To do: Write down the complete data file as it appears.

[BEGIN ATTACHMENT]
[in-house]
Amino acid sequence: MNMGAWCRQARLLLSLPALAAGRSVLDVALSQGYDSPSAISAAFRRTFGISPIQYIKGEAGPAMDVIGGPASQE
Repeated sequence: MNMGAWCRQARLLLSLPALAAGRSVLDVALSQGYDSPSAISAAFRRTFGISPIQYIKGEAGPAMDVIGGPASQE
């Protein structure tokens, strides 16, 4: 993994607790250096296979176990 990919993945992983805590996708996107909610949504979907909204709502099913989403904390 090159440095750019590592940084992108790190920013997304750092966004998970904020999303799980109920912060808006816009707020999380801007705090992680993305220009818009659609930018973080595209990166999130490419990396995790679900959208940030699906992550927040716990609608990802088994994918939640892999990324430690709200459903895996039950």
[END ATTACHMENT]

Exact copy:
[in-house]
Amino acid sequence: MNMGAWCRQARLLLSLPALAAGRSVLDVALSQGYDSPSAISAAFRRTFGISPIQYIKGEAGPAMDVIGGPASQE
Repeated sequence: MNMGAWCRQARLLLSLPALAAGRSVLDVALSQGYDSPSAISAAFRRTFGISPIQYIKGEAGPAMDVIGGPASQE
């Protein structure tokens, strides 16, 4: 993994607790250096296979176990 990919993945992983805590996708996107909610949504979907909204709502099913989403904390 090159440095750019590592940084992108790190920013997304750092966004998970904020999303799980109920912060808006816009707020999380801007705090992680993305220009818009659609930018973080595209990166999130490419990396995790679900959208940030699906992550927040716990609608990802088994994918939640892999990324430690709200459903895996039950």